If you develop a vision impairment, your eye health professional will be able to explain whether your vision meets the Australian standards for safe driving (refer to the table below or click the link). 

They will also advise you about the longer term impact of your eye condition and what you need to do to keep driving for as long as possible. They can also explain whether you may need to stop driving in the future. This will give you time to plan for retirement from driving. See the fact sheet - Getting around without a car [PDF 85 Kb] 

All Victorian drivers are required by law to notify VicRoads if they have a long-term, chronic health condition or disability that could affect their ability to drive safely. This includes eye conditions such as myopia, glaucoma, cataracts, macular degeneration and loss of vision in one eye. It also includes medical conditions that may affect vision such as diabetes and stroke.

Notifying VicRoads

If you have been advised by your doctor or eye health professional that you have a visual impairment or other medical condition that could affect your driving safety, you must  notify VicRoads. There could be serious consequences in not reporting a medical condition - Refer to Fitness to drive FAQs .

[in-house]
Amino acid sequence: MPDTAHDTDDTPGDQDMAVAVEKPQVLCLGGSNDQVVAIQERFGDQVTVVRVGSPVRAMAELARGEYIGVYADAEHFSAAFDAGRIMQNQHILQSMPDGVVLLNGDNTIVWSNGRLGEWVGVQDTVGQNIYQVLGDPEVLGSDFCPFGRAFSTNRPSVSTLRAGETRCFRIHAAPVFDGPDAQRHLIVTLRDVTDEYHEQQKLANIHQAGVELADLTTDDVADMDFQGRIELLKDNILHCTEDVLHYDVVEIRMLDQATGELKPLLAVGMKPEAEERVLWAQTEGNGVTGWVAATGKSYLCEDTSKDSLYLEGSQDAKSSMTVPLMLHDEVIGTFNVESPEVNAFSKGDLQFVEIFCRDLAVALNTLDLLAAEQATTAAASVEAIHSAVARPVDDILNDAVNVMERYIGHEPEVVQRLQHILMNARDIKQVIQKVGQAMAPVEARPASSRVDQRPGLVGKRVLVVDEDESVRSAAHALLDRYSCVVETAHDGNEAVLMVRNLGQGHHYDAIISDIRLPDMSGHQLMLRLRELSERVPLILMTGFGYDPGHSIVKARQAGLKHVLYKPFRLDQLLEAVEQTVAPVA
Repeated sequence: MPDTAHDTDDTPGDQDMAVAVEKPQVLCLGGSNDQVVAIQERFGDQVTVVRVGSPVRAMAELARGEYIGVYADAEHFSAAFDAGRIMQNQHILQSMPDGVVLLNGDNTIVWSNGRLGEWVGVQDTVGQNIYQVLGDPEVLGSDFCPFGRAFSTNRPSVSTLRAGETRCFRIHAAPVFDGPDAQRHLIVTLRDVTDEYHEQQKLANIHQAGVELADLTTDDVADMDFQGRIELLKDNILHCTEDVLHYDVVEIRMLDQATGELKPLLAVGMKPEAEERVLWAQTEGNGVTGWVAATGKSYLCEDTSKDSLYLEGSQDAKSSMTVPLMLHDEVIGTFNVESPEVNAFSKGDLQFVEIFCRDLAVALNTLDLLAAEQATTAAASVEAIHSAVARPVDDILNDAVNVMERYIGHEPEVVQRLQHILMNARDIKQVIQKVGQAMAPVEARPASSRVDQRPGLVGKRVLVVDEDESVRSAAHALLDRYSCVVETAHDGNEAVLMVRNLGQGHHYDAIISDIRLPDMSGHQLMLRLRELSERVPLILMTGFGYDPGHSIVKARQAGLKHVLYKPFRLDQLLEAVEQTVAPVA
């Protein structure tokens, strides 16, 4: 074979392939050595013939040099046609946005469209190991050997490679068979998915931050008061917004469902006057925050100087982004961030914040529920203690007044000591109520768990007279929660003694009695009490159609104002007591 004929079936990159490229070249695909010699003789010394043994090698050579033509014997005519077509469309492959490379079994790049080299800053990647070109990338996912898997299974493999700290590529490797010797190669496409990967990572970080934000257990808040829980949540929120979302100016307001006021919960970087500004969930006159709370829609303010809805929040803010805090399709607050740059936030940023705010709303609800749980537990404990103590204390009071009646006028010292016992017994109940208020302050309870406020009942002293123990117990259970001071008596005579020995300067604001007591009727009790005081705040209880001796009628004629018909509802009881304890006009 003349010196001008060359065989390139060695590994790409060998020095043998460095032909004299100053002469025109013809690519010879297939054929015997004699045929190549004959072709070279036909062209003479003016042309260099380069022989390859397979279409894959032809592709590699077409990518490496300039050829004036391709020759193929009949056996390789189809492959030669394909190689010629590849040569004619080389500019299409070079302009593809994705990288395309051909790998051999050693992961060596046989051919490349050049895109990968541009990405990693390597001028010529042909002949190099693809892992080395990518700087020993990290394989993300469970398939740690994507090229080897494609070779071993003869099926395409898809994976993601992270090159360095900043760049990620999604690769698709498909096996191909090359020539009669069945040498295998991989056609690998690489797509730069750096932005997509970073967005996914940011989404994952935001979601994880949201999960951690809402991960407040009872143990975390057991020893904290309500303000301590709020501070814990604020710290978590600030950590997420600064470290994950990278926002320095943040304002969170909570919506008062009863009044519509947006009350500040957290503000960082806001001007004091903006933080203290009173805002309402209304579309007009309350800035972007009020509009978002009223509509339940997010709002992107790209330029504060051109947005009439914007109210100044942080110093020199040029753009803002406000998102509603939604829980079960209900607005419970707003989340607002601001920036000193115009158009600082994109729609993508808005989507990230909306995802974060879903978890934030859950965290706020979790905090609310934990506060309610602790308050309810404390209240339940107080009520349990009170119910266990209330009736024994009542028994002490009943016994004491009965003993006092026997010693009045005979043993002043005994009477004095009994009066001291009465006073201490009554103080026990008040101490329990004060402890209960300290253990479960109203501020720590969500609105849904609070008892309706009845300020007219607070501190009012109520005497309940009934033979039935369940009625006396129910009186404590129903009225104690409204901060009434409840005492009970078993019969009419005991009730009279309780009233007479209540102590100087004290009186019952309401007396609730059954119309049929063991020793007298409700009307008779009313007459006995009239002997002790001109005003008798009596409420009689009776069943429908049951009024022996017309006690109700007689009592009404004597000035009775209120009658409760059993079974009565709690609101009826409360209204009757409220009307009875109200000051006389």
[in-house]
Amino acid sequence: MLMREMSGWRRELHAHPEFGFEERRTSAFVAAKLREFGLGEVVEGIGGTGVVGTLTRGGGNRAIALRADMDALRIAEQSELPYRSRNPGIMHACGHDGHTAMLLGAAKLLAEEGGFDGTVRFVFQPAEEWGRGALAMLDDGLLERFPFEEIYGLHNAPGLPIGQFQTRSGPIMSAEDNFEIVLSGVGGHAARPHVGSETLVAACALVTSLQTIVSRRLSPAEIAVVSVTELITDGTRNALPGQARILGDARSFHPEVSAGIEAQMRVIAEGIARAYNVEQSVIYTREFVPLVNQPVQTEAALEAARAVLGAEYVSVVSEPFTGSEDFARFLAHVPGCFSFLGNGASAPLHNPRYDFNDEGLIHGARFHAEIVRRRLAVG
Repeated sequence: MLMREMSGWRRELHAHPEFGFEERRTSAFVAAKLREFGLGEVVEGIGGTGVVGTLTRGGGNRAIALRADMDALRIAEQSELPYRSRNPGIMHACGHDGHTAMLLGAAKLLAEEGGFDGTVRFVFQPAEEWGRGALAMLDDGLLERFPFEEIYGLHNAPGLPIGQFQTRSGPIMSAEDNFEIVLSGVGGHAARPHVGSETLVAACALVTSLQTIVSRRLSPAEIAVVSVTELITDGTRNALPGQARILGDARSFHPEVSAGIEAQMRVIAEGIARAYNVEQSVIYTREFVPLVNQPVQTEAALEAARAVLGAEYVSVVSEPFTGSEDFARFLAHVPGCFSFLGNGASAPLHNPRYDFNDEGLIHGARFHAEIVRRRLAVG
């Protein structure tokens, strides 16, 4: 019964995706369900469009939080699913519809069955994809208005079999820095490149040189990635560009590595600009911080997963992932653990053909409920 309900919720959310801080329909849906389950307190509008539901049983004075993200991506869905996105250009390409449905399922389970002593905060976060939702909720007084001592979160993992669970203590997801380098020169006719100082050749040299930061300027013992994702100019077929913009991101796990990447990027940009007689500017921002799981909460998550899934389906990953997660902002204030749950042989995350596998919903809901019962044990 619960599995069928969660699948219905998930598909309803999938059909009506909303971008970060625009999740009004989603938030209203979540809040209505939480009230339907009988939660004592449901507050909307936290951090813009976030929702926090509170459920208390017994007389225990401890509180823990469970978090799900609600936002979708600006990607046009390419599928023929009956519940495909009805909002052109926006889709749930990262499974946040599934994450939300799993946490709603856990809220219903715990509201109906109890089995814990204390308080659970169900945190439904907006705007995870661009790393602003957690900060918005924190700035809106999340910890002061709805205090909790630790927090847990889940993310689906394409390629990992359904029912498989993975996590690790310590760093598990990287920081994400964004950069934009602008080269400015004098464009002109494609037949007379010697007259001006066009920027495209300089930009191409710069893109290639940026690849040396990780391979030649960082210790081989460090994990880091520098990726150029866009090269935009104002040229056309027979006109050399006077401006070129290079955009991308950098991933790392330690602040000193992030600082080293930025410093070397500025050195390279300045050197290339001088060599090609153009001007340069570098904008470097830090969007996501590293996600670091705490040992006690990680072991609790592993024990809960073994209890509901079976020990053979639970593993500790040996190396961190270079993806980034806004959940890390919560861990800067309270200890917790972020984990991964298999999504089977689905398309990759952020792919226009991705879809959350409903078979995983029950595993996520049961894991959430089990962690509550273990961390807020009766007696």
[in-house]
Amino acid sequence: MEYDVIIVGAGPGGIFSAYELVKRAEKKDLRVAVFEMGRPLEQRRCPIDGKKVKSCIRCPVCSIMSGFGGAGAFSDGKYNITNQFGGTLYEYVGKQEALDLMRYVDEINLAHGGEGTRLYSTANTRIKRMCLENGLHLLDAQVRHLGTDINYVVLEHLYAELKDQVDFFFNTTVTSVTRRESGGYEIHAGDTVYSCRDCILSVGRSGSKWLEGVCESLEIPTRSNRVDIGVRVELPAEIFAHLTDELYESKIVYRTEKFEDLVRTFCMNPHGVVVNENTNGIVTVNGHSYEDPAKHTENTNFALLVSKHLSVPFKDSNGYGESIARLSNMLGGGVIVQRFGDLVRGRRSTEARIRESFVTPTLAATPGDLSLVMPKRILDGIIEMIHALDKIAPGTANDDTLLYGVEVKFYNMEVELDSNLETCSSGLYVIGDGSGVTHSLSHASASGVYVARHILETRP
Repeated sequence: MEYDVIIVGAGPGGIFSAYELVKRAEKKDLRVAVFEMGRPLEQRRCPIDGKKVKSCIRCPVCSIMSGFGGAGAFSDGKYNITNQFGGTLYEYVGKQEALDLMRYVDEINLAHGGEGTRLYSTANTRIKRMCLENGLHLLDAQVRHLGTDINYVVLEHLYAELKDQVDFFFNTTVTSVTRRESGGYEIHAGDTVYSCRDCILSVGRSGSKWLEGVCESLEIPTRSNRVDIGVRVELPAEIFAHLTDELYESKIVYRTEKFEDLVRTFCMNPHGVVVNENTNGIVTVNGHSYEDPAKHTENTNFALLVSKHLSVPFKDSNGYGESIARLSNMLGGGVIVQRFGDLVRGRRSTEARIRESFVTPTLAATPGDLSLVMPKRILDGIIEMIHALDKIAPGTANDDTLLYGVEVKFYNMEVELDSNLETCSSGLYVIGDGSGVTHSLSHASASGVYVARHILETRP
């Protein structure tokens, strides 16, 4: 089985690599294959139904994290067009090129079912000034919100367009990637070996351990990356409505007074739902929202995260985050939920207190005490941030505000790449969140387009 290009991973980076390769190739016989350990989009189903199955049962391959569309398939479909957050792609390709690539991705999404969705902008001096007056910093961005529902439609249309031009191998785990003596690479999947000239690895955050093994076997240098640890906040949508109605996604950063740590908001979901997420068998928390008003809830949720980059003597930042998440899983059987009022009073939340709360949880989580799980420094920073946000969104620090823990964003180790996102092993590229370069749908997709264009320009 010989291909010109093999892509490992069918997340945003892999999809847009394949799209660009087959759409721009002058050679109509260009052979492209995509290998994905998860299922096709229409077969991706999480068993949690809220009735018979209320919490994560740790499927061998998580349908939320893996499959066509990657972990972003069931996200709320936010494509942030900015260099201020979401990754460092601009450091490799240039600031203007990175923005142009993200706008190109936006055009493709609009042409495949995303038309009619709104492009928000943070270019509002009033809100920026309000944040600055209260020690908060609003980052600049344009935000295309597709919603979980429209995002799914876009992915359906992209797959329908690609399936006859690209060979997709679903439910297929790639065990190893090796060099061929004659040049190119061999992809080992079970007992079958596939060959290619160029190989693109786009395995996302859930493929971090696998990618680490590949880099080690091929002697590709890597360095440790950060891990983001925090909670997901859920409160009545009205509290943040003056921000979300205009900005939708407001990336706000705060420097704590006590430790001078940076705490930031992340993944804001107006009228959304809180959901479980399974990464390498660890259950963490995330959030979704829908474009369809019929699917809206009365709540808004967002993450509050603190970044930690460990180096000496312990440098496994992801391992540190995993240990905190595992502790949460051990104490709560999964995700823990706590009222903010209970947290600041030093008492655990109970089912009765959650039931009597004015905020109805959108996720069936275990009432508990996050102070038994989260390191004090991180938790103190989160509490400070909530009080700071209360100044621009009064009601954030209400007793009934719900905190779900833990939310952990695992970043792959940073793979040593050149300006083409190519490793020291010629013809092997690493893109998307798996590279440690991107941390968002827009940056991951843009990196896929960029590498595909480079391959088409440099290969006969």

Conditional licences

Depending on your vision, VicRoads may add a condition to your licence (e.g. you must wear corrective lenses when driving or you may be only able to drive in daylight hours) to allow you to keep driving. You may also need to have your eyesight assessed periodically to ensure your vision continues to meet the driving standards. 

See below for more information about the vision standards, including how they are applied to private and commercial vehicle drivers. 

Where to get more information and support

Glaucoma Australia
Website: www.glaucoma.org.au 
Email: [email protected]
Call: 1800 500 880

Macular Disease Foundation Australia
Website: www.mdfoundation.com.au
Email: [email protected]
Call: 1800 111 709

Vision2020 Australia
https://www.vision2020australia.org.au/

Vision Initiative
www.visioninitiative.org.au  

Good Vision For Life 
https://goodvisionforlife.com.au/

Diabetes Australia
https://www.diabetesaustralia.com.au/
Call: 1800 637 700

Travellers Aid 
https://www.travellersaid.org.au/

Vision Australia
https://visionaustralia.org/
Call: 1300 847466